Toddlers with disabilities can benefit from Alexa, but how does this AI technology respond to certain questions?
As we know toddlers with disabilities stammer and often mispronounce words and Alexa would respond with an apology or silence.
This excludes toddlers from this popular AI technology. Children communicate with technology in a different way than adults would. Technology that repeats or prompts would be more useful for toddlers and more people.
Coauthor and assistant professor at the UW Information School, Alexis Hiniker said:
“There has to be more than ‘Im sorry, I didn’t quite get that”, voice interfaces now are designed in a cut-dried way that needs more nuance. Adults don’t talk to children and assume there will be perfect communication. That’s relevant here.”
The study is published in the proceedings of the 17th Interaction design and Children and Children Conference, held in Norway.
Around 40 million homes in the US have voice-activated assistants like Amazon Echo or Google Home. By 2022, more than half US homes will own one.
Hiniker suggests that the scenario was accidental as the team was originally evaluating various tablet games and their effect on executive function skills. But when they configured the tablet to record the responses of the children, they discovered their data collection tool shut off the devices ability to “hear” children.
The team found more than 100 recordings of children trying to get the duck to quack- attempting a repair of a lapse in communication – with parents attempting to help. The study shows how children communicate with nonresponsive voice technology.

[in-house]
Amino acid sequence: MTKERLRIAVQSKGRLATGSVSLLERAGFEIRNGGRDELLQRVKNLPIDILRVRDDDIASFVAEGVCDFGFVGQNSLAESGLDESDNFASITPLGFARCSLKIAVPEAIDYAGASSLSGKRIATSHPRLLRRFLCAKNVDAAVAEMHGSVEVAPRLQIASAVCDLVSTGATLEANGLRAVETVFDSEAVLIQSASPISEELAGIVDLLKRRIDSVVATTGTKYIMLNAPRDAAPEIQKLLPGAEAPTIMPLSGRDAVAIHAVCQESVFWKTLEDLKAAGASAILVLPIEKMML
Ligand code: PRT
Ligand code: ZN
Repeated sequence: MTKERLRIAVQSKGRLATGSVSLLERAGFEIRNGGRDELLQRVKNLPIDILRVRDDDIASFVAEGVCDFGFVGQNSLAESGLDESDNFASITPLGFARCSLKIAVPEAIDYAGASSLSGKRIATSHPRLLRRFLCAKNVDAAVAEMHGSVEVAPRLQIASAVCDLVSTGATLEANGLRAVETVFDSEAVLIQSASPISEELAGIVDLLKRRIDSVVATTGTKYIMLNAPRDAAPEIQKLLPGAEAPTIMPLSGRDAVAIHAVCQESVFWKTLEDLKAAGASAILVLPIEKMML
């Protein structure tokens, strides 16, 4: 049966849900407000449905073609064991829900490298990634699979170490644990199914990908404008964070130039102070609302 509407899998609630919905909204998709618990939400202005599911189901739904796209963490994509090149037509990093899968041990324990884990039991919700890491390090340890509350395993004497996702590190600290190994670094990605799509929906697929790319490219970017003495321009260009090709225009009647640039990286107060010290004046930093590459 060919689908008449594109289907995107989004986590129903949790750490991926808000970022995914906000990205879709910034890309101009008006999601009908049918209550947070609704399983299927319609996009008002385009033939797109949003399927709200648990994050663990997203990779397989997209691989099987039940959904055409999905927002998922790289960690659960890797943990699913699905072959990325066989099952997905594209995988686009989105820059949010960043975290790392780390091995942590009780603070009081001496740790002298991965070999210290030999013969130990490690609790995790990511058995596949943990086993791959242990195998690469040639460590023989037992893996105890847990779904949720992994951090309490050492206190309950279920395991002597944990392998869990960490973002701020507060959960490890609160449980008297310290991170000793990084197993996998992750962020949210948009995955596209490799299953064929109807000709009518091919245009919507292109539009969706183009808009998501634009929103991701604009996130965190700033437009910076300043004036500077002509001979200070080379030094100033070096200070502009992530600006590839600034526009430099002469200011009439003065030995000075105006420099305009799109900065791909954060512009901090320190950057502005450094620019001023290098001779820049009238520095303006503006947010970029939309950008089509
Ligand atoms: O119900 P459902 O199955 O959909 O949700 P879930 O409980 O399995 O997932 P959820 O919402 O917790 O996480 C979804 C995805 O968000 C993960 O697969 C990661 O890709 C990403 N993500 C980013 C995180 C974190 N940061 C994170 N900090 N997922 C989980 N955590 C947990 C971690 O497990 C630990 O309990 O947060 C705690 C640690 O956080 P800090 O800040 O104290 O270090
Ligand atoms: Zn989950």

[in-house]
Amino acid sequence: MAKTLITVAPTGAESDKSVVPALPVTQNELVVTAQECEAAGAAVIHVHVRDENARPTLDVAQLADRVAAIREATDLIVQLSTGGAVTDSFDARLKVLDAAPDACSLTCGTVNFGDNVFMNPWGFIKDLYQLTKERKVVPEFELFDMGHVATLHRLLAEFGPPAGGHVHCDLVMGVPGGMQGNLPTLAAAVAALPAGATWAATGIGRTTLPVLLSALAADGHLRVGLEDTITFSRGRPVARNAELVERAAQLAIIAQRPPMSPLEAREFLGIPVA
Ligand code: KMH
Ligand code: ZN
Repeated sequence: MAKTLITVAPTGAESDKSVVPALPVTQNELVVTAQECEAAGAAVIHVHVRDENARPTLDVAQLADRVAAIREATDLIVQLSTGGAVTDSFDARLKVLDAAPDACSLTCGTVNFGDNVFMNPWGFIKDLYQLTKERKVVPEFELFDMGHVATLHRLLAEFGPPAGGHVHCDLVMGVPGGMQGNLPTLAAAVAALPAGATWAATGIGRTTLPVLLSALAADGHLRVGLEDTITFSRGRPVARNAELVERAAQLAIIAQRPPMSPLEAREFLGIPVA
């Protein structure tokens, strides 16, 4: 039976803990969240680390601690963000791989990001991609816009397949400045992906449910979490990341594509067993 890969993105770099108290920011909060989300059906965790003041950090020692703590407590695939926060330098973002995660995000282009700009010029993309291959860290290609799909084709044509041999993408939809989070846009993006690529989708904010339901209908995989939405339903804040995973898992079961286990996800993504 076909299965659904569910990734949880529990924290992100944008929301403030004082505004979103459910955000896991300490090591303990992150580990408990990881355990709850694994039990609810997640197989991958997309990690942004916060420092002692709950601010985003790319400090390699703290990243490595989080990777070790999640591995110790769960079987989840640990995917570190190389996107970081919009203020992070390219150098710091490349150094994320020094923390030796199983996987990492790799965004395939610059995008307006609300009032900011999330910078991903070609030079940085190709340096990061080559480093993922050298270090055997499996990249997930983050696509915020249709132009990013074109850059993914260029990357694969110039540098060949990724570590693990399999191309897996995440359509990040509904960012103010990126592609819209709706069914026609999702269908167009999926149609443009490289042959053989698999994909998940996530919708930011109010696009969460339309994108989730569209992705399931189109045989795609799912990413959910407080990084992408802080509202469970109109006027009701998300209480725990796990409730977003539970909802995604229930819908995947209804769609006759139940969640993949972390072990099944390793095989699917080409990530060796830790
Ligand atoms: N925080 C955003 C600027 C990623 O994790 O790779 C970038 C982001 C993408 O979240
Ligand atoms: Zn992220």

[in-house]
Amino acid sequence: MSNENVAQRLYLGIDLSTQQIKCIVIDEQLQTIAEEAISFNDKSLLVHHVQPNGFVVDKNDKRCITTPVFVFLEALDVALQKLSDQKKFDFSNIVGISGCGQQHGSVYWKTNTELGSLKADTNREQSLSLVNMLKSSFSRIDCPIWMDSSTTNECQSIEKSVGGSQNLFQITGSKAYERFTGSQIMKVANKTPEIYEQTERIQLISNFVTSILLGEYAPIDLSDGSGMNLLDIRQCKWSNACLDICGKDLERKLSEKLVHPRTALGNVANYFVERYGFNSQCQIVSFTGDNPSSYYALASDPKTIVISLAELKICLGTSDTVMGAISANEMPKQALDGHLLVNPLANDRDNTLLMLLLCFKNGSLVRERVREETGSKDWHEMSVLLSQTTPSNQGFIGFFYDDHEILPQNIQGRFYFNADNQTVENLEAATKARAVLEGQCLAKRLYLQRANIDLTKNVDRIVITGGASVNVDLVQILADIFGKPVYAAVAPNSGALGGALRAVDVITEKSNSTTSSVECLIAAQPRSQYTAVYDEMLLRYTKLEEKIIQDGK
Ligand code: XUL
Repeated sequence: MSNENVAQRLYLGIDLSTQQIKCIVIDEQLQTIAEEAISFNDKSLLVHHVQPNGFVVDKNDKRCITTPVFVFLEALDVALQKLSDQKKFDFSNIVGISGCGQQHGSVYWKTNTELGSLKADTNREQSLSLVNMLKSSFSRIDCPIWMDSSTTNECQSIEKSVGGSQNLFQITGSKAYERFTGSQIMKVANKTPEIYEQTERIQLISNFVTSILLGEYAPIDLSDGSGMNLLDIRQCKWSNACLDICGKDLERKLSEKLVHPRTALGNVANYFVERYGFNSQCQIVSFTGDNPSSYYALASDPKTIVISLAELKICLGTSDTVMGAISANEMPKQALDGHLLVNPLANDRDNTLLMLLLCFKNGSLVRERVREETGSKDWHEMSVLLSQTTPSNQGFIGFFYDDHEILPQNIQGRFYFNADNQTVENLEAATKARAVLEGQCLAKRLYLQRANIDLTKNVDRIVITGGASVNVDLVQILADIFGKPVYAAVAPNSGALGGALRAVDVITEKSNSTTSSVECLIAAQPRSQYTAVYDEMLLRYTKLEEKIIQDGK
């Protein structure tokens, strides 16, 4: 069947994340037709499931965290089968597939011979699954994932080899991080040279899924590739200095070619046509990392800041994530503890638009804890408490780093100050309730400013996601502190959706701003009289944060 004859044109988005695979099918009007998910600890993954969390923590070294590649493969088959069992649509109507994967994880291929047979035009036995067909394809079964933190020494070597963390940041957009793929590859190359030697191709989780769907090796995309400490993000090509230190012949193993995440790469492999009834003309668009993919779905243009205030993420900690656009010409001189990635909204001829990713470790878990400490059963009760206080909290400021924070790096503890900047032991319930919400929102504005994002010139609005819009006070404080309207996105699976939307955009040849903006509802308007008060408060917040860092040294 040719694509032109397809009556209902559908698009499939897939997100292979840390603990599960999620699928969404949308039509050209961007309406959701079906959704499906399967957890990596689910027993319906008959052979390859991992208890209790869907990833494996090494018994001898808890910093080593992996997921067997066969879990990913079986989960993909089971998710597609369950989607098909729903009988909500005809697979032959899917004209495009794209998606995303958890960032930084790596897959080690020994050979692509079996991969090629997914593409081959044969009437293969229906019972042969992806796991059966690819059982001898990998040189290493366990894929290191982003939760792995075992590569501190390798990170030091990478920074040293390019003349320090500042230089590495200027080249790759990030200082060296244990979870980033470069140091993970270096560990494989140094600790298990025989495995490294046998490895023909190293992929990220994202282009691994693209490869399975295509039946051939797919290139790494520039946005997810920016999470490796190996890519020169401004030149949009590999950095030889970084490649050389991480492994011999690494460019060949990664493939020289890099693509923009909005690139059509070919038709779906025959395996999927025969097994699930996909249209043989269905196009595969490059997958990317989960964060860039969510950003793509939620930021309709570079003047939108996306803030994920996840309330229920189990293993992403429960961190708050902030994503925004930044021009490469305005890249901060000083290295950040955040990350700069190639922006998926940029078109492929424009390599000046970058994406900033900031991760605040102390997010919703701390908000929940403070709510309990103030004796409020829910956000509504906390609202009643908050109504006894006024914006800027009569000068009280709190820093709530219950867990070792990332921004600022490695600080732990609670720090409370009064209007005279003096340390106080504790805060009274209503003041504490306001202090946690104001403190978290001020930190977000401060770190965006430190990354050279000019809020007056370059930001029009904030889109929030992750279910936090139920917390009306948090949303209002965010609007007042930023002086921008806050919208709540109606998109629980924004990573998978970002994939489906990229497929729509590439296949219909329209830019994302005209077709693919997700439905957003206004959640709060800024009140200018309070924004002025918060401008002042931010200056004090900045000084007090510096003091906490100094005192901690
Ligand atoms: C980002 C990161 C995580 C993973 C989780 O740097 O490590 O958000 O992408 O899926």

Researchers grouped their communication strategies into three categories:
- Repetition – the most common approach used
- Increased volume – least common
- Variation – through pitch without any success
Parents were keen to assist but gave up soon as they saw the game as faulty. Children were encouraged to keep trying until they believed the game to be faulty and then they stopped further attempts.
“Adults are good at recognizing what a child wants to say and filling in for the child, a device could also be designed to engage in partial understanding, to help the child go one step further.”
A child may ask a smart speaker to play “Wheels on the Bus,” but if the device doesn’t pick up the entire name of the song, it would respond with “play what?” or fill in part of the title, prompting the child for the remainder.
Changes need to be made to suit all ages and communication. This is a possibility as technology is growing and changing.